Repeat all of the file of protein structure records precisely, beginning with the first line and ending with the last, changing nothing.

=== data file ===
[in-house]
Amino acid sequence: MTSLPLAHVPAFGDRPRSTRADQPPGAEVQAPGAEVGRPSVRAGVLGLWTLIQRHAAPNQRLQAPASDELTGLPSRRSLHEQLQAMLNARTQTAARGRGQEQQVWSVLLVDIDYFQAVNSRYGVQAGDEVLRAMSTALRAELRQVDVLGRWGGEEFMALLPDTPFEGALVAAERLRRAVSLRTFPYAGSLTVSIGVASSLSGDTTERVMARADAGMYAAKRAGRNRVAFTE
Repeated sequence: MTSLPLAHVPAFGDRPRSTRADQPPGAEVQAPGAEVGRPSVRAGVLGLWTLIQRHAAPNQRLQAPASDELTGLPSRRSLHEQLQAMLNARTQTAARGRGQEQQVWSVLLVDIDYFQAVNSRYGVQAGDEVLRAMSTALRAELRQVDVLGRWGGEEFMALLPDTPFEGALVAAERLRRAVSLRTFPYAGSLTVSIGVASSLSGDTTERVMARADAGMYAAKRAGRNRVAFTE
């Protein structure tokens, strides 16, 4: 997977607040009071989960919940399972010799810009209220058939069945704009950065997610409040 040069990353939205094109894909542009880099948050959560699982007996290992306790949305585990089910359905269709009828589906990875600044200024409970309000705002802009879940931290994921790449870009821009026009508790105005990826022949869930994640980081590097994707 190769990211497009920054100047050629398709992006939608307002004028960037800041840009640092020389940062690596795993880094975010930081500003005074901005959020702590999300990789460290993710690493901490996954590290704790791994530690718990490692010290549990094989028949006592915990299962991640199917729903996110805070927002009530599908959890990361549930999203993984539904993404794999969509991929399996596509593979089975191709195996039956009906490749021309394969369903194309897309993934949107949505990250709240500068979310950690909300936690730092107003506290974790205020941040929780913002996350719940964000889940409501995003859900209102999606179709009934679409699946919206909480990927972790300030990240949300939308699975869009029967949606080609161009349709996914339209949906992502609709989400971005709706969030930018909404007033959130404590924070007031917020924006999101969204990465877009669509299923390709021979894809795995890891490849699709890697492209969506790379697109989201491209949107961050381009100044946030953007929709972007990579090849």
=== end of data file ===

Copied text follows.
[in-house]
Amino acid sequence: MTSLPLAHVPAFGDRPRSTRADQPPGAEVQAPGAEVGRPSVRAGVLGLWTLIQRHAAPNQRLQAPASDELTGLPSRRSLHEQLQAMLNARTQTAARGRGQEQQVWSVLLVDIDYFQAVNSRYGVQAGDEVLRAMSTALRAELRQVDVLGRWGGEEFMALLPDTPFEGALVAAERLRRAVSLRTFPYAGSLTVSIGVASSLSGDTTERVMARADAGMYAAKRAGRNRVAFTE
Repeated sequence: MTSLPLAHVPAFGDRPRSTRADQPPGAEVQAPGAEVGRPSVRAGVLGLWTLIQRHAAPNQRLQAPASDELTGLPSRRSLHEQLQAMLNARTQTAARGRGQEQQVWSVLLVDIDYFQAVNSRYGVQAGDEVLRAMSTALRAELRQVDVLGRWGGEEFMALLPDTPFEGALVAAERLRRAVSLRTFPYAGSLTVSIGVASSLSGDTTERVMARADAGMYAAKRAGRNRVAFTE
């Protein structure tokens, strides 16, 4: 997977607040009071989960919940399972010799810009209220058939069945704009950065997610409040 040069990353939205094109894909542009880099948050959560699982007996290992306790949305585990089910359905269709009828589906990875600044200024409970309000705002802009879940931290994921790449870009821009026009508790105005990826022949869930994640980081590097994707 190769990211497009920054100047050629398709992006939608307002004028960037800041840009640092020389940062690596795993880094975010930081500003005074901005959020702590999300990789460290993710690493901490996954590290704790791994530690718990490692010290549990094989028949006592915990299962991640199917729903996110805070927002009530599908959890990361549930999203993984539904993404794999969509991929399996596509593979089975191709195996039956009906490749021309394969369903194309897309993934949107949505990250709240500068979310950690909300936690730092107003506290974790205020941040929780913002996350719940964000889940409501995003859900209102999606179709009934679409699946919206909480990927972790300030990240949300939308699975869009029967949606080609161009349709996914339209949906992502609709989400971005709706969030930018909404007033959130404590924070007031917020924006999101969204990465877009669509299923390709021979894809795995890891490849699709890697492209969506790379697109989201491209949107961050381009100044946030953007929709972007990579090849």